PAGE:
Philips Viva Rice Cooker Test 1

I had the chance to join the Philips Insider program where regular folks like us get a chance to try out some of their new or existing products for 2 weeks and provide our feedbacks. I was really interested in their air fryer therefore I joined the program hoping to receive the air fryer. When I received a call from their delivery guy, I was so excited and told my mum to look out for the product. When she called me 30mins later and told me it was a rice cooker, I was kind of disappointed. But since I have received the product, I decided to still put the product to the test and give a proper review.


The product came in a huge box with all the manuals intact. I had to keep the boxes as we have to return the product after 2 weeks of testing.


Everything is brand new and packaged nicely.


There are various preset cooking moods like congee, soup, steam, cake and reheat. They also have 3 different settings for cooking rice ; standard, quick, ultra quick cook and claypot rice.


The cooker comes with a steamer tray where you can place on top while your rice or soup is cooking.


This is the full set of accessories with the cooker, the steamer tray, 1 rice spatula, 1 porridge scoop and 1 rice cup. The main pot is non stick and easy to clean.


My first test was to cook porridge. There are easy markings in the pot to indicate the amount of water needed per the cup of rice you are using. The indications for rice is on the left and porridge on the right.


I also took the chance to steam salted eggs with the steamer tray


You can choose the congee menu and press cook. It generally takes about 90 mins to get the congee cooked to smooth Cantonese consistency. The cooker is slightly warm at the side while it is cooking and the steam is released at the top vent keeping everything mess free.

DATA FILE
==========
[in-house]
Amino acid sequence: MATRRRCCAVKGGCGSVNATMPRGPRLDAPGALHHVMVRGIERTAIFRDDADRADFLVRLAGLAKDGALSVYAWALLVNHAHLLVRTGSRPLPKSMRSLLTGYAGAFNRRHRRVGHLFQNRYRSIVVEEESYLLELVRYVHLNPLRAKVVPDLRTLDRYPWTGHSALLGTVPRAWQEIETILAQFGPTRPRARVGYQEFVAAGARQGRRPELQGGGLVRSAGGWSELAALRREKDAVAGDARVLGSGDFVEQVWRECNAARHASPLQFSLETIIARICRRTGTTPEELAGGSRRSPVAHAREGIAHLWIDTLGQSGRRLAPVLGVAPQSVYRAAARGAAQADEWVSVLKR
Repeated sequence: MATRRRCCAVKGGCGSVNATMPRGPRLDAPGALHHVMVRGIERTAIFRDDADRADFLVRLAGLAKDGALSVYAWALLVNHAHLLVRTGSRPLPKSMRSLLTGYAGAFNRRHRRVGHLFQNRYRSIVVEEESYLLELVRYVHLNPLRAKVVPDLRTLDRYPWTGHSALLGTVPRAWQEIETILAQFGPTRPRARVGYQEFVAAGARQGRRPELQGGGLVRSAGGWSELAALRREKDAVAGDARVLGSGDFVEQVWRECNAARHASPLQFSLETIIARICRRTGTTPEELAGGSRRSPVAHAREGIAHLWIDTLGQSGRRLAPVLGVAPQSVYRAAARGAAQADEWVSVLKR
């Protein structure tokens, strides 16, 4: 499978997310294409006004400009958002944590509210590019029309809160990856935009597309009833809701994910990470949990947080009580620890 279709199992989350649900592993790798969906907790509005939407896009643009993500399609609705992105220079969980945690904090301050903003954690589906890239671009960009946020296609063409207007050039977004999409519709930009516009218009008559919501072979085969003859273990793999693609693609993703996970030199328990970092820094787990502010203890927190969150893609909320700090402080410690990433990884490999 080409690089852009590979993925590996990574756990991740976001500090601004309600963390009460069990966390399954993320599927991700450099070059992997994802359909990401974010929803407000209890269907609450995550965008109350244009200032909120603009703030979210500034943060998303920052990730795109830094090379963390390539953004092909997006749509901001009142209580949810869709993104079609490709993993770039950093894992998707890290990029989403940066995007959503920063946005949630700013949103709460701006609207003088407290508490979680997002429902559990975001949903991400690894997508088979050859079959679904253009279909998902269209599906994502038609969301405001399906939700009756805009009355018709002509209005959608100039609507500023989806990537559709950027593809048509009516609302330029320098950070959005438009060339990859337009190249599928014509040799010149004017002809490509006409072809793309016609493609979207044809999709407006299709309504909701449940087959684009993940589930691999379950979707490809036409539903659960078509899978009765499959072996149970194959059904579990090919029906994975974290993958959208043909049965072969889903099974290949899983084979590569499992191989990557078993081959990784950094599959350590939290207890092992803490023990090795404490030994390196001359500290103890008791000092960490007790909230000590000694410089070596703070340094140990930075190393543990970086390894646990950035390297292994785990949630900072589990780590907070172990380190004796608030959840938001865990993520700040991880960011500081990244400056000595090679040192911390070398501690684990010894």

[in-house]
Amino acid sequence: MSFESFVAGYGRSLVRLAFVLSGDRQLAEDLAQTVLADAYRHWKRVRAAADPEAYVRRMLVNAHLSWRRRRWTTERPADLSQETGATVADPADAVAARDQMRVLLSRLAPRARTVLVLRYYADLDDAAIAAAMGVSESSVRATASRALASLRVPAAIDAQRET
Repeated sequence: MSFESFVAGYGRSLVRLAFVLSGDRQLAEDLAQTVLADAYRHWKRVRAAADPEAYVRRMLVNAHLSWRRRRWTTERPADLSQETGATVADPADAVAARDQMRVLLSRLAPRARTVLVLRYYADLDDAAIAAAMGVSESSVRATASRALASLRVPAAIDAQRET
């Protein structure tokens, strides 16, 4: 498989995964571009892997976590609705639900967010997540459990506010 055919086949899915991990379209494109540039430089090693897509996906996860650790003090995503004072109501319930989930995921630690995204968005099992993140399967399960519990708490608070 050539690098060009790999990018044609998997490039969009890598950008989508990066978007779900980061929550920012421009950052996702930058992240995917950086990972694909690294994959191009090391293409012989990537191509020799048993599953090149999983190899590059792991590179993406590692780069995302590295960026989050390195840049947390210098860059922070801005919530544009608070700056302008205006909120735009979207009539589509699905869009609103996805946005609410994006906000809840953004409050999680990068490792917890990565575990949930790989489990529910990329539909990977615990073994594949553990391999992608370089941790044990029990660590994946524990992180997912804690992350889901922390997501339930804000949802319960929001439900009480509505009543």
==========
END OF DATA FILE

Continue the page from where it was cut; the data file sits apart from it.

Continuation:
As I was looking for the Teochew porridge consistency, I switched off the cooker around the 60mins when there is still lots of liquid.


The porridge is broken up quite nicely and I really liked the mess free part compared to cooking on the stove where I have to consistently watch over the pot to prevent any boiling over on the stove. The eggs also came out boiled nicely. I only wished there was a quick cook version for porridge as well so I do not have to wait through 60 mins.


My 2nd test was to cook quinoa and steam buns at the same time using the quick cook button. The quick cook program took slightly shorter at about 40 mins compared to standard cooking at 60 mins.


Surprising the buns came out really springy and soft and is different form our usual stove steamer where the buns gets soggy sometimes from the condensation of the steam. The buns were steamed perfectly.


My quinoa came out perfect with the right fluff and air between each grain of quinoa. I believe this will be the same for rice. I am pleasantly pleased with the first test although I do have a questions back burning in my mind which is the cost of the electricity used for these versus the cost of cooking the same things on the stove.

Author: elizbeartravel

A human bear who loves travelling, eating and cooking

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